Mocking Session in ASP.NET with Moq and VB.NET

logo

It has been a few years since I have had the chance to explore the latest enhancements to ASP.NET. The development in my day job was locked into traditional ASP.NET forms just before MVC 1.0 was released and there has not been any opportunity to change. TDD, dependency injection and inversion of control containers all slipped by with me staring at them with my nose pressed against the window. I also develop in php with CodeIgniter, so I am quite familiar with the idea of MVC and was thoroughly excited when recently, the company I work for, began brewing the idea for a new project. Now was the time to change, so I stocked up on books and blog articles and began the big catch up. I won’t go on about how great MVC is, especially when I spent many hours battling against the web form paradigm – its such an anti-web way of doing things but with these new ways of working, I now feel a new vigour for .Net web development.

My journey found me working with Moq and although it is pretty self explanatory, most examples and articles are in C# and the documentation for the library is a little sparse. I don’t find the switching between C# and VB.NET very difficult as there is mostly only a syntax difference between them but I did find a problem when, in my unit tests, I needed to assert that entries in the session had been set correctly. So here is how to do it in VB.NET.

Checking a value has been set in Session

The first thing that you need is a session object that you can look at in your tests. It needs to inherit from HttpSessionStateBase and is pretty simple as the session is just a key-value store – we can use a generic dictionary to store the values we want to check:

Public Class HttpSessionMock
    Inherits HttpSessionStateBase
    Private ReadOnly objects As New Dictionary(Of String, Object)()
 
    Default Public Overloads Overrides Property Item(ByVal name As String) As Object
        Get
            Return If((objects.ContainsKey(name)), objects(name), Nothing)
        End Get
        Set(ByVal value As Object)
            objects(name) = value
        End Set
    End Property
 
    Public Overrides Sub Add(ByVal name As String, ByVal value As Object)
        objects.Add(name, value)
    End Sub
End Class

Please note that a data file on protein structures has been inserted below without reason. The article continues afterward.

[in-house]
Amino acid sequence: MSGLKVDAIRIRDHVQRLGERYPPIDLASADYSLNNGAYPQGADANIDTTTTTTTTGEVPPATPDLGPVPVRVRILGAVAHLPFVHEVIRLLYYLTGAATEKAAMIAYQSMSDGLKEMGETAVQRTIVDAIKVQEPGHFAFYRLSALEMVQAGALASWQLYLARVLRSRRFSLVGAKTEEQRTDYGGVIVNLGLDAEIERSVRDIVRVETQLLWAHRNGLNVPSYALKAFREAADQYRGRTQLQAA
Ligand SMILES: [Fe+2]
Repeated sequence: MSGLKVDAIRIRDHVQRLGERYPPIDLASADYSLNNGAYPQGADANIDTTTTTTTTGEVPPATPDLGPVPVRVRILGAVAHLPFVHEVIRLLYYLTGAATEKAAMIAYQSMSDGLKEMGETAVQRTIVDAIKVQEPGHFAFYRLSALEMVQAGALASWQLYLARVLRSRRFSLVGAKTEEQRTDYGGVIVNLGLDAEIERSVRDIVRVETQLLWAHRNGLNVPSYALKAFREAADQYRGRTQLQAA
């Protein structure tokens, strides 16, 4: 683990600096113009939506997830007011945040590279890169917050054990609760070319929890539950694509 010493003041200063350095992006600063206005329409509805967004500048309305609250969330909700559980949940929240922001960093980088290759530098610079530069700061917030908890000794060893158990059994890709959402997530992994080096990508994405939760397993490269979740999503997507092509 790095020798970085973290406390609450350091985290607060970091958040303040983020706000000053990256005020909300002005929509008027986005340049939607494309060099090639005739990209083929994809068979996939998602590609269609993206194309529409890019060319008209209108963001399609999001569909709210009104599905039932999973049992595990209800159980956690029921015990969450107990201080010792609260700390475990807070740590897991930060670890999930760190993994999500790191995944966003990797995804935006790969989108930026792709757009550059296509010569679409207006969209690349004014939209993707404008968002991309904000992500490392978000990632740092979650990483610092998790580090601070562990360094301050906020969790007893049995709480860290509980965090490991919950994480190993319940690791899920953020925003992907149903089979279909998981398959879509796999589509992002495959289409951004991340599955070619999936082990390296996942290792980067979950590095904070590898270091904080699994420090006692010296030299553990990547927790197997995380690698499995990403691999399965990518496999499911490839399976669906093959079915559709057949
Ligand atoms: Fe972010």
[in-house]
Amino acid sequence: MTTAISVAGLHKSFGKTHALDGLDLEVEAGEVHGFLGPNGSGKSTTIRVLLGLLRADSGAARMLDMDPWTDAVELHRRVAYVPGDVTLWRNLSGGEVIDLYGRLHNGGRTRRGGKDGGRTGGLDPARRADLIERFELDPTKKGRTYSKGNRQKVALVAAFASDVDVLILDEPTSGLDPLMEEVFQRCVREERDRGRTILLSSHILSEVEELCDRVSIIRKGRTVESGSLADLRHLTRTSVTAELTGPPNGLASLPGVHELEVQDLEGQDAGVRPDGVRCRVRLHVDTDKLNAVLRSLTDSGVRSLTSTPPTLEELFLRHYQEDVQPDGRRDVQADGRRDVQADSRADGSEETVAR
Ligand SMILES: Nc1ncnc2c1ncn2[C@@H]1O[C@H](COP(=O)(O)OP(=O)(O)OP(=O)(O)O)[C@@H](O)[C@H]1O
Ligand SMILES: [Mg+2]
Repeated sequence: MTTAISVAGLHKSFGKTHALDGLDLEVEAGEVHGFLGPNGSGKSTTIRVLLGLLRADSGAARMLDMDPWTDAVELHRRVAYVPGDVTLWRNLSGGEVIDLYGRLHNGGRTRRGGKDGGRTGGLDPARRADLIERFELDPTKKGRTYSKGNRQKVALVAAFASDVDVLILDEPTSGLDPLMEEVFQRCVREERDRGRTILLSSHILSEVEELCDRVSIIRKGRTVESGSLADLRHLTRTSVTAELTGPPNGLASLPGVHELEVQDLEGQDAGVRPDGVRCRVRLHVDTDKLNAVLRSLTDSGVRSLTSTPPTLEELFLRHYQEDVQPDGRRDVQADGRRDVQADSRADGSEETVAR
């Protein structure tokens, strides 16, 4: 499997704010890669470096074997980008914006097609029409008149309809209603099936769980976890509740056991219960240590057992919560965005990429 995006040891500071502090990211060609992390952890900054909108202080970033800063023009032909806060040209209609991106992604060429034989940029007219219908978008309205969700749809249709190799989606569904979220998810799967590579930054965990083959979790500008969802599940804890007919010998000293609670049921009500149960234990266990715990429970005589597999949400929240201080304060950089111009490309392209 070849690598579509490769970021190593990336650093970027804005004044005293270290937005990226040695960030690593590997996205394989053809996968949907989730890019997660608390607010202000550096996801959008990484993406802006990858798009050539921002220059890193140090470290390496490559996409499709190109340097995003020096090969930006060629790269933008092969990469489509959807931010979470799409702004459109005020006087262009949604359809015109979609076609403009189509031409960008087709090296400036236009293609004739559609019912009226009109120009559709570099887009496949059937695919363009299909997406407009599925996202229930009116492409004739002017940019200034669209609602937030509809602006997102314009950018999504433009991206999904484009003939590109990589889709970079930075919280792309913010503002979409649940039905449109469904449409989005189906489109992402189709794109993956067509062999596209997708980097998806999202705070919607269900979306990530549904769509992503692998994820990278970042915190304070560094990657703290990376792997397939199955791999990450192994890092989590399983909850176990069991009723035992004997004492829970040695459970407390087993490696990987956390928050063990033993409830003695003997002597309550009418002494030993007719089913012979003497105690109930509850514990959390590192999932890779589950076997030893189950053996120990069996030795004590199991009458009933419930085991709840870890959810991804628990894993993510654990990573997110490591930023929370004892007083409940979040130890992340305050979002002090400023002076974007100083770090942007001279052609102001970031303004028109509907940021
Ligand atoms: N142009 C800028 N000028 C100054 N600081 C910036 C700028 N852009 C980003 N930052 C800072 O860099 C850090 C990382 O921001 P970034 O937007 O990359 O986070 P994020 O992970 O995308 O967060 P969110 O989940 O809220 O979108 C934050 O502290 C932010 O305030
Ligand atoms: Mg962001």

So we now have a session store and we can then use Moq to utilise that in our controller during our test. This is done be setting up a controller context:

 'Create a real mock session object to check value against
 Dim session As New HttpSessionMock()
 
 'Create a moq controller context
 Dim mockcontext As New Mock(Of ControllerContext)
 
 'Ensure our session object is returned when the session is requested
 mockcontext.SetupGet(Function(c As ControllerContext) c.HttpContext.Session).Returns(session)
 
 'set our controller context to be the moq context
 MyController.ControllerContext = mockcontext.Object

We can then run our controller action that sets a value in our mock session object and assert that the correct value is set as follows:

  'run the controller action
 Dim result = MyController.SomeAction()
 
 'assert the session contains the object we expect
 Assert.IsInstanceOfType(session.Item("SessionItemToCheck"), GetType(ExpectedSessionObject))
 
 'TODO:other tests to ensure session item is correct

Ensuring a value is returned from Session

You can use the above real mock session object to do this in exactly the same way but we can also setup Moq to return a particular value from session directly:

'create a test object/value we want session to return
Dim MySessionValue as New SomeObject()
 
'create our moq controller context
Dim mockcontext As New Mock(Of ControllerContext)
 
'ensure our test object gets returned by the moq session
mockcontext.SetupGet(Function(c As ControllerContext) c.HttpContext.Session("SessionItemToTest")).Returns(MySessionValue)
 
'assign our context to the controller	
controller.ControllerContext = mockcontext.Object
 
'TODO: run controller action and assert results

When I look at the code now, I realise that it is quite simple to achieve. However, it took me a little while to get my head around Moq and figure this out as all the examples out there seemed to be trying to do so much more than solely testing session state. It confused me anyhow.

 

Leave a Reply

Your email address will not be published. Required fields are marked *